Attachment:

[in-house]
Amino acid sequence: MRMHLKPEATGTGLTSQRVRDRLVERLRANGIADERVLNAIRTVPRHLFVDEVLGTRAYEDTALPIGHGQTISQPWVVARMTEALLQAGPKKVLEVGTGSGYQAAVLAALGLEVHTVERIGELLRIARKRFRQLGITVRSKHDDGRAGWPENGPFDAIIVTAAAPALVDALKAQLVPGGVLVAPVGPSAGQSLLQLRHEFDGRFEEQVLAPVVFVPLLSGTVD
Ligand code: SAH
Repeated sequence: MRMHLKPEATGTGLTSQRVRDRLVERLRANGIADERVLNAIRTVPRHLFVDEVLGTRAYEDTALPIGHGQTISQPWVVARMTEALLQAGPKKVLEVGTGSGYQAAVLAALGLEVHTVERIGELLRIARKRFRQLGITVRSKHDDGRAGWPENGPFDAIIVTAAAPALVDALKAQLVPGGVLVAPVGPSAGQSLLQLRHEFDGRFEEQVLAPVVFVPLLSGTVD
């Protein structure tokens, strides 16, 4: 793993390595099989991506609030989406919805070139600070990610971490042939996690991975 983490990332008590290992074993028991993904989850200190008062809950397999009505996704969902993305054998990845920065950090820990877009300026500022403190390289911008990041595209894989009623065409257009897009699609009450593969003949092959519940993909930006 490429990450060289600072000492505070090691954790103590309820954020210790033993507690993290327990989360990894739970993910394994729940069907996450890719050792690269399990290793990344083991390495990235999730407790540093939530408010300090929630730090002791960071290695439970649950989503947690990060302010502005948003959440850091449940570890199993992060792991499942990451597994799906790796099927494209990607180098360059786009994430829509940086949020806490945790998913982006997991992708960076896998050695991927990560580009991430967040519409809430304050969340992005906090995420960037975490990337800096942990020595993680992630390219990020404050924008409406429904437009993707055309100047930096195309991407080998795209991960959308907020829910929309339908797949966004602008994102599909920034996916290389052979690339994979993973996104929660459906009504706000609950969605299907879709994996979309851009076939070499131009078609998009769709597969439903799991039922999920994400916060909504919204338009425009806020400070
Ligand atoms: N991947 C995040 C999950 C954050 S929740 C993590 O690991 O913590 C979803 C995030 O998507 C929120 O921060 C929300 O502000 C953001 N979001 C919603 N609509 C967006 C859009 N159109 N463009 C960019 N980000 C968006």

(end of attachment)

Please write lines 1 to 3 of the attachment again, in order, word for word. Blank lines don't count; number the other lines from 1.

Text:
[in-house]
Amino acid sequence: MRMHLKPEATGTGLTSQRVRDRLVERLRANGIADERVLNAIRTVPRHLFVDEVLGTRAYEDTALPIGHGQTISQPWVVARMTEALLQAGPKKVLEVGTGSGYQAAVLAALGLEVHTVERIGELLRIARKRFRQLGITVRSKHDDGRAGWPENGPFDAIIVTAAAPALVDALKAQLVPGGVLVAPVGPSAGQSLLQLRHEFDGRFEEQVLAPVVFVPLLSGTVD
Ligand code: SAH